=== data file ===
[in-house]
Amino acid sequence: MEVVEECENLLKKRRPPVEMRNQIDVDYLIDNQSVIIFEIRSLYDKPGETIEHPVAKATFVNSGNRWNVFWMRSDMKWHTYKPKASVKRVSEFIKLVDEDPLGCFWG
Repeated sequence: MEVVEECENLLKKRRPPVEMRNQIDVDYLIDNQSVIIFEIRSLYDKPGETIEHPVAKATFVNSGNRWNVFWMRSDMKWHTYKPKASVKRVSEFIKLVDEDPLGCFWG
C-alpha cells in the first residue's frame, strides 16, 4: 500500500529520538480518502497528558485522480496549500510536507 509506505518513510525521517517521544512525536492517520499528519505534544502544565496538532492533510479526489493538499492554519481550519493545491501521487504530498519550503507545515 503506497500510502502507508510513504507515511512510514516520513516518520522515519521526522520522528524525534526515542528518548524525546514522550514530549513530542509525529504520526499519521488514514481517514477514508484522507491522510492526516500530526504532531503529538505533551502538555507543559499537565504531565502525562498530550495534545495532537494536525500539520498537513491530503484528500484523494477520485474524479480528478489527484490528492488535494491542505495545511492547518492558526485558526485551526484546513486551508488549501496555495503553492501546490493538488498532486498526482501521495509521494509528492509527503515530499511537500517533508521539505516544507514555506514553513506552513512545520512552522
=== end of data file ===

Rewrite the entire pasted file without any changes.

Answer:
[in-house]
Amino acid sequence: MEVVEECENLLKKRRPPVEMRNQIDVDYLIDNQSVIIFEIRSLYDKPGETIEHPVAKATFVNSGNRWNVFWMRSDMKWHTYKPKASVKRVSEFIKLVDEDPLGCFWG
Repeated sequence: MEVVEECENLLKKRRPPVEMRNQIDVDYLIDNQSVIIFEIRSLYDKPGETIEHPVAKATFVNSGNRWNVFWMRSDMKWHTYKPKASVKRVSEFIKLVDEDPLGCFWG
C-alpha cells in the first residue's frame, strides 16, 4: 500500500529520538480518502497528558485522480496549500510536507 509506505518513510525521517517521544512525536492517520499528519505534544502544565496538532492533510479526489493538499492554519481550519493545491501521487504530498519550503507545515 503506497500510502502507508510513504507515511512510514516520513516518520522515519521526522520522528524525534526515542528518548524525546514522550514530549513530542509525529504520526499519521488514514481517514477514508484522507491522510492526516500530526504532531503529538505533551502538555507543559499537565504531565502525562498530550495534545495532537494536525500539520498537513491530503484528500484523494477520485474524479480528478489527484490528492488535494491542505495545511492547518492558526485558526485551526484546513486551508488549501496555495503553492501546490493538488498532486498526482501521495509521494509528492509527503515530499511537500517533508521539505516544507514555506514553513506552513512545520512552522